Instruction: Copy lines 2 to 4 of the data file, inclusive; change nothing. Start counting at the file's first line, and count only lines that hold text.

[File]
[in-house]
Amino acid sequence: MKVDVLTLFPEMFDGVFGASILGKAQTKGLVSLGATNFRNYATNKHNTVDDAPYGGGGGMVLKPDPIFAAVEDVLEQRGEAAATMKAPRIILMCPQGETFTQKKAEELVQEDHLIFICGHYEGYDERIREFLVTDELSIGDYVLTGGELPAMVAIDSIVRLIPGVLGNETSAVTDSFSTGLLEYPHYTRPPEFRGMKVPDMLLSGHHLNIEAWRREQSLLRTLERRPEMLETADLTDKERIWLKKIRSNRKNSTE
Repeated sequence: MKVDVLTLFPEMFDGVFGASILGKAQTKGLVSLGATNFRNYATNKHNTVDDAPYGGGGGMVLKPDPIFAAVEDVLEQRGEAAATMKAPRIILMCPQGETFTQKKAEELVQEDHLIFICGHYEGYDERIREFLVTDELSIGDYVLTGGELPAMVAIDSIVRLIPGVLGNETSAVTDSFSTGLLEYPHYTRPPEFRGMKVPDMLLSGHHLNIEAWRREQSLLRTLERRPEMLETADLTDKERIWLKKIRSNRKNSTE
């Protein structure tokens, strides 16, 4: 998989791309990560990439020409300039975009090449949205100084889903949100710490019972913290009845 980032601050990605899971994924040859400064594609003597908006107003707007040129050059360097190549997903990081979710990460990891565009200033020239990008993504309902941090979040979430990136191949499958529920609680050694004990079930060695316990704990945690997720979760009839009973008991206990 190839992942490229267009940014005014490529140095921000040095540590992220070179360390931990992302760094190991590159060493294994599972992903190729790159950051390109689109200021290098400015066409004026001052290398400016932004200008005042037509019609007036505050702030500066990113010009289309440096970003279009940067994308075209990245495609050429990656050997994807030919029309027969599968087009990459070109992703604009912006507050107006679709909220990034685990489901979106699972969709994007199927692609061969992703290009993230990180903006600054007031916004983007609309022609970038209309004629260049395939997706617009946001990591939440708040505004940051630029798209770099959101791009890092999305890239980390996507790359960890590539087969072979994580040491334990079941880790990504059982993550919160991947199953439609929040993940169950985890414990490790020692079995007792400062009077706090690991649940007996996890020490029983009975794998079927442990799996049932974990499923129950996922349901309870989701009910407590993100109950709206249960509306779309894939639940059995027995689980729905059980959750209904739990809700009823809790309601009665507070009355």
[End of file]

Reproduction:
Amino acid sequence: MKVDVLTLFPEMFDGVFGASILGKAQTKGLVSLGATNFRNYATNKHNTVDDAPYGGGGGMVLKPDPIFAAVEDVLEQRGEAAATMKAPRIILMCPQGETFTQKKAEELVQEDHLIFICGHYEGYDERIREFLVTDELSIGDYVLTGGELPAMVAIDSIVRLIPGVLGNETSAVTDSFSTGLLEYPHYTRPPEFRGMKVPDMLLSGHHLNIEAWRREQSLLRTLERRPEMLETADLTDKERIWLKKIRSNRKNSTE
Repeated sequence: MKVDVLTLFPEMFDGVFGASILGKAQTKGLVSLGATNFRNYATNKHNTVDDAPYGGGGGMVLKPDPIFAAVEDVLEQRGEAAATMKAPRIILMCPQGETFTQKKAEELVQEDHLIFICGHYEGYDERIREFLVTDELSIGDYVLTGGELPAMVAIDSIVRLIPGVLGNETSAVTDSFSTGLLEYPHYTRPPEFRGMKVPDMLLSGHHLNIEAWRREQSLLRTLERRPEMLETADLTDKERIWLKKIRSNRKNSTE
């Protein structure tokens, strides 16, 4: 998989791309990560990439020409300039975009090449949205100084889903949100710490019972913290009845 980032601050990605899971994924040859400064594609003597908006107003707007040129050059360097190549997903990081979710990460990891565009200033020239990008993504309902941090979040979430990136191949499958529920609680050694004990079930060695316990704990945690997720979760009839009973008991206990 190839992942490229267009940014005014490529140095921000040095540590992220070179360390931990992302760094190991590159060493294994599972992903190729790159950051390109689109200021290098400015066409004026001052290398400016932004200008005042037509019609007036505050702030500066990113010009289309440096970003279009940067994308075209990245495609050429990656050997994807030919029309027969599968087009990459070109992703604009912006507050107006679709909220990034685990489901979106699972969709994007199927692609061969992703290009993230990180903006600054007031916004983007609309022609970038209309004629260049395939997706617009946001990591939440708040505004940051630029798209770099959101791009890092999305890239980390996507790359960890590539087969072979994580040491334990079941880790990504059982993550919160991947199953439609929040993940169950985890414990490790020692079995007792400062009077706090690991649940007996996890020490029983009975794998079927442990799996049932974990499923129950996922349901309870989701009910407590993100109950709206249960509306779309894939639940059995027995689980729905059980959750209904739990809700009823809790309601009665507070009355």